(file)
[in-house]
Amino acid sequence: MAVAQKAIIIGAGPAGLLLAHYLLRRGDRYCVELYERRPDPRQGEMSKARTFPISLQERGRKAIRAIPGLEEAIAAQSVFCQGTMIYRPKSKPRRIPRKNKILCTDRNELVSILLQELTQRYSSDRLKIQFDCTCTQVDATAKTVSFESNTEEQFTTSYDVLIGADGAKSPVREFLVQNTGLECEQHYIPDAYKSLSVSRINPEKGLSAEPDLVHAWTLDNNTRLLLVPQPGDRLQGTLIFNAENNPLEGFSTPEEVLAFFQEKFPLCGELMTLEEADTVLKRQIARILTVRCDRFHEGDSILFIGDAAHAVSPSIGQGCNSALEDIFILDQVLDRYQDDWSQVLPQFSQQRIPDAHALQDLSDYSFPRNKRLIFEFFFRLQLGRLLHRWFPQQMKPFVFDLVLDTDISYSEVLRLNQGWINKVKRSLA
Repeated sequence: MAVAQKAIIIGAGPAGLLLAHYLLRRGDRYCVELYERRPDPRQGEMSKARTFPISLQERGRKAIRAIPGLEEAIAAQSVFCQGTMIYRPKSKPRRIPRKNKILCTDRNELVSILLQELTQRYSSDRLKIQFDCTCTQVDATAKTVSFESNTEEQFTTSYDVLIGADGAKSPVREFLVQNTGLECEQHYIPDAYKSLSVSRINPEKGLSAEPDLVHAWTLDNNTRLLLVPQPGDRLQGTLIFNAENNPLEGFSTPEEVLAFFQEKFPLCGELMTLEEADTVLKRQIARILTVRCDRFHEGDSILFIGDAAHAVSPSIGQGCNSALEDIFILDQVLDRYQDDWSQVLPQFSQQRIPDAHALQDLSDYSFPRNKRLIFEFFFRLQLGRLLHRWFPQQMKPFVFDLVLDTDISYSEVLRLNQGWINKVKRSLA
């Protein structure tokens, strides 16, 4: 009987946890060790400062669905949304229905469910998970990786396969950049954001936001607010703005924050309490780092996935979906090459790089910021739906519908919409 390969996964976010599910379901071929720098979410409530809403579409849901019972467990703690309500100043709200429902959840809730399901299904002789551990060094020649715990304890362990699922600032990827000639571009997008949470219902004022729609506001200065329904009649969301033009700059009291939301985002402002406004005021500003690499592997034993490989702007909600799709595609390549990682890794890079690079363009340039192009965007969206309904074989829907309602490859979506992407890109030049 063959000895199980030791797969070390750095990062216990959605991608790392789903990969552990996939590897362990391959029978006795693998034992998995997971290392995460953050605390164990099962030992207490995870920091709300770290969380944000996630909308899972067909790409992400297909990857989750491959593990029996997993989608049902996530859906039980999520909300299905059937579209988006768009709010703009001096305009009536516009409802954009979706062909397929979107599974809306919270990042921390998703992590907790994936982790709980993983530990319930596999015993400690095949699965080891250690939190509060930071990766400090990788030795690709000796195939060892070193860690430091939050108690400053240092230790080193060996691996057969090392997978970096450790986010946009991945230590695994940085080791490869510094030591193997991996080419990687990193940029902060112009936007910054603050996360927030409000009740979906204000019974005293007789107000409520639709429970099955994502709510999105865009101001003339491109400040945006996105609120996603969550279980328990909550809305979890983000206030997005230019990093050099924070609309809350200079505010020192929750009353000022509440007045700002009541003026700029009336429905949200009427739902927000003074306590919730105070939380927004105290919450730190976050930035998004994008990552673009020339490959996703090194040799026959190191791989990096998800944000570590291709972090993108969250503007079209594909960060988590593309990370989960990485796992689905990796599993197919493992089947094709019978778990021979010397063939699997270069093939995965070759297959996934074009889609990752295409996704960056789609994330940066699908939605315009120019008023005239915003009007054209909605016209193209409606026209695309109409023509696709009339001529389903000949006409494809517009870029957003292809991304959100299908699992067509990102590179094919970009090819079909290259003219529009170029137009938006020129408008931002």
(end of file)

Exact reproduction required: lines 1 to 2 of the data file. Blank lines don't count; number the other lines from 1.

[in-house]
Amino acid sequence: MAVAQKAIIIGAGPAGLLLAHYLLRRGDRYCVELYERRPDPRQGEMSKARTFPISLQERGRKAIRAIPGLEEAIAAQSVFCQGTMIYRPKSKPRRIPRKNKILCTDRNELVSILLQELTQRYSSDRLKIQFDCTCTQVDATAKTVSFESNTEEQFTTSYDVLIGADGAKSPVREFLVQNTGLECEQHYIPDAYKSLSVSRINPEKGLSAEPDLVHAWTLDNNTRLLLVPQPGDRLQGTLIFNAENNPLEGFSTPEEVLAFFQEKFPLCGELMTLEEADTVLKRQIARILTVRCDRFHEGDSILFIGDAAHAVSPSIGQGCNSALEDIFILDQVLDRYQDDWSQVLPQFSQQRIPDAHALQDLSDYSFPRNKRLIFEFFFRLQLGRLLHRWFPQQMKPFVFDLVLDTDISYSEVLRLNQGWINKVKRSLA